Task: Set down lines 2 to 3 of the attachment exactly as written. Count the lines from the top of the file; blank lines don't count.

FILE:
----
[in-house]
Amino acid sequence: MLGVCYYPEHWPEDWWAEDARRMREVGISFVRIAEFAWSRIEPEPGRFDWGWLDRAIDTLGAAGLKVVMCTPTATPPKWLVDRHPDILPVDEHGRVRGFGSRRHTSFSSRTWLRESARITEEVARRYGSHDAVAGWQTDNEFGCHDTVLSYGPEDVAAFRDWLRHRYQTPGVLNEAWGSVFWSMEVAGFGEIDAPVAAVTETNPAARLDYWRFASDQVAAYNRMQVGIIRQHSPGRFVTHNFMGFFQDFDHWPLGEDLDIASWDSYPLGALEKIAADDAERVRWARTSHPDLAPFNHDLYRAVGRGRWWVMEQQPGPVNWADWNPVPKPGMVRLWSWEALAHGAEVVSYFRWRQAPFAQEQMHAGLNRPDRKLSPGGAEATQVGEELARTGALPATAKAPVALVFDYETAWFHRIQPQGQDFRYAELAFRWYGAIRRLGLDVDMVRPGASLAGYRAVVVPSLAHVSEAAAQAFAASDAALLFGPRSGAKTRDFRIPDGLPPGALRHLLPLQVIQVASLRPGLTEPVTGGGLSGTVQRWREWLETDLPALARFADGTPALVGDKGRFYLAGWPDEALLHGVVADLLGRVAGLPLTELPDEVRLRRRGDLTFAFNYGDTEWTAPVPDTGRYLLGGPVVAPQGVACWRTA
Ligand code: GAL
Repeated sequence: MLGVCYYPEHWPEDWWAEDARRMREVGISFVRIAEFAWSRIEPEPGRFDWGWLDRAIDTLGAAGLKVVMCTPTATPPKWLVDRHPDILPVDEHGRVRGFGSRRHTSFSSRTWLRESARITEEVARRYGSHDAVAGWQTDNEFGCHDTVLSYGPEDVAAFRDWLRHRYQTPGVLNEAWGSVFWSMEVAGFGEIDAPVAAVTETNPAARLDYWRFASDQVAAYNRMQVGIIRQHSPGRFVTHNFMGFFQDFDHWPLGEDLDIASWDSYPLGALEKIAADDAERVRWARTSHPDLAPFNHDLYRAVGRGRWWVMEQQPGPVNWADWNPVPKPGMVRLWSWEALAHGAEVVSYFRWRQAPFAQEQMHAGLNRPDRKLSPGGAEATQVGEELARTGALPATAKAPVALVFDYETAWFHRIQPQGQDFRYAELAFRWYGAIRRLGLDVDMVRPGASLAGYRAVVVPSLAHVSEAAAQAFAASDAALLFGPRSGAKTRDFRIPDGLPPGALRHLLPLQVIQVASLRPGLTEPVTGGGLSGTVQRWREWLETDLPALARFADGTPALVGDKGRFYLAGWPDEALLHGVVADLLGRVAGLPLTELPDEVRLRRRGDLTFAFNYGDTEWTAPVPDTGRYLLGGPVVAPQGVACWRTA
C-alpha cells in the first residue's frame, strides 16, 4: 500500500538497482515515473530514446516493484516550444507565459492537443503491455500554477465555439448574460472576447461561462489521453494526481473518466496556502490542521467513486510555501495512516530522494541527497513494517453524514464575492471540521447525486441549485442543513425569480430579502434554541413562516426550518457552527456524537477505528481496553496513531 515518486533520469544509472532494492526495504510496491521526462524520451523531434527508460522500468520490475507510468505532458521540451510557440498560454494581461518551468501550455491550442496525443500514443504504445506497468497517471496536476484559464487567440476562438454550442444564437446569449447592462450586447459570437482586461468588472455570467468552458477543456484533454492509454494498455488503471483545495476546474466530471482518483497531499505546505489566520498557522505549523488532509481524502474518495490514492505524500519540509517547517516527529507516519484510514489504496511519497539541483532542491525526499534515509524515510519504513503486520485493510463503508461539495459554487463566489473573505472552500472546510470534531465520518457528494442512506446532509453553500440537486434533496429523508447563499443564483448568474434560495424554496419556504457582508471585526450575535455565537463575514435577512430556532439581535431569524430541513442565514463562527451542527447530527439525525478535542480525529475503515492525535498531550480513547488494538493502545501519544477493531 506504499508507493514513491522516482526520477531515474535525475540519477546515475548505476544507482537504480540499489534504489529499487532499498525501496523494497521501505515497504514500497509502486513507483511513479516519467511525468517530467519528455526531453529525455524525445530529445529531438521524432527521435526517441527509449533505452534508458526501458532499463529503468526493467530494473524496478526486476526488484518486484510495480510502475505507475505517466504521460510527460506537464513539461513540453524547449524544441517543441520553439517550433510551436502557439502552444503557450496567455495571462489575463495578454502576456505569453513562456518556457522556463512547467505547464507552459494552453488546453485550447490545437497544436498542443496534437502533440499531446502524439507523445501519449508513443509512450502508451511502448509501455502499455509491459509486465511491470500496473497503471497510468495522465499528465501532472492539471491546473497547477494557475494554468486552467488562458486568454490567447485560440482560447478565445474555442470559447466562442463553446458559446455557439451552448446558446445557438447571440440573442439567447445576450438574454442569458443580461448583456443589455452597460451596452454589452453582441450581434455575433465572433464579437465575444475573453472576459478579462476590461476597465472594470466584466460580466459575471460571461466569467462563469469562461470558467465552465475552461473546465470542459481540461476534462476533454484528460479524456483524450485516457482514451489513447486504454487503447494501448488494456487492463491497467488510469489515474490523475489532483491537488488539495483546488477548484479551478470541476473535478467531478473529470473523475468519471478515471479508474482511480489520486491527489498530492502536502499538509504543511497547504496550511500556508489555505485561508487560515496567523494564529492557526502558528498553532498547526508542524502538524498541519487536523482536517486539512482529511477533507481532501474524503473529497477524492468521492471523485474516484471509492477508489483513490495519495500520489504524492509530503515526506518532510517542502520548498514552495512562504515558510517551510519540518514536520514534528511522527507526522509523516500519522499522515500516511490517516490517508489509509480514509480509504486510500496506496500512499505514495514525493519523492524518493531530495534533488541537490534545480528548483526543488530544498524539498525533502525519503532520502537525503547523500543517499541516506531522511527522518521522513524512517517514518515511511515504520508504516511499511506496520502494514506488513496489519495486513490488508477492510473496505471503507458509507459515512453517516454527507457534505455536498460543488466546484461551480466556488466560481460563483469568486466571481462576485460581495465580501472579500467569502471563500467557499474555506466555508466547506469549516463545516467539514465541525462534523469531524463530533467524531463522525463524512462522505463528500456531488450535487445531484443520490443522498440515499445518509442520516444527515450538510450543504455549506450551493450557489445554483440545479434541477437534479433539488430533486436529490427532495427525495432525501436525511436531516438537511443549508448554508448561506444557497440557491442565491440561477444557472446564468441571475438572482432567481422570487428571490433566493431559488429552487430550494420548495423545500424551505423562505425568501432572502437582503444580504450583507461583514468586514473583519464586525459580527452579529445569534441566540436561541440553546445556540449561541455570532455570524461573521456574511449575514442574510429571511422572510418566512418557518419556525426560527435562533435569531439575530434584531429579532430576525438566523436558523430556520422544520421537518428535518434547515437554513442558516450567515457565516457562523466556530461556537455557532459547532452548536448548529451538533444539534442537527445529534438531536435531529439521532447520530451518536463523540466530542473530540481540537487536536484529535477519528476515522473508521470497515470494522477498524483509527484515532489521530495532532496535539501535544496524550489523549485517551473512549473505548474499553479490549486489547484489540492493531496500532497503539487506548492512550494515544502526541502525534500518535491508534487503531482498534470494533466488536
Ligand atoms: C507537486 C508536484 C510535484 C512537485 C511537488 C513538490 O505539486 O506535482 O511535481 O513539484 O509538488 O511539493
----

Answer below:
Amino acid sequence: MLGVCYYPEHWPEDWWAEDARRMREVGISFVRIAEFAWSRIEPEPGRFDWGWLDRAIDTLGAAGLKVVMCTPTATPPKWLVDRHPDILPVDEHGRVRGFGSRRHTSFSSRTWLRESARITEEVARRYGSHDAVAGWQTDNEFGCHDTVLSYGPEDVAAFRDWLRHRYQTPGVLNEAWGSVFWSMEVAGFGEIDAPVAAVTETNPAARLDYWRFASDQVAAYNRMQVGIIRQHSPGRFVTHNFMGFFQDFDHWPLGEDLDIASWDSYPLGALEKIAADDAERVRWARTSHPDLAPFNHDLYRAVGRGRWWVMEQQPGPVNWADWNPVPKPGMVRLWSWEALAHGAEVVSYFRWRQAPFAQEQMHAGLNRPDRKLSPGGAEATQVGEELARTGALPATAKAPVALVFDYETAWFHRIQPQGQDFRYAELAFRWYGAIRRLGLDVDMVRPGASLAGYRAVVVPSLAHVSEAAAQAFAASDAALLFGPRSGAKTRDFRIPDGLPPGALRHLLPLQVIQVASLRPGLTEPVTGGGLSGTVQRWREWLETDLPALARFADGTPALVGDKGRFYLAGWPDEALLHGVVADLLGRVAGLPLTELPDEVRLRRRGDLTFAFNYGDTEWTAPVPDTGRYLLGGPVVAPQGVACWRTA
Ligand code: GAL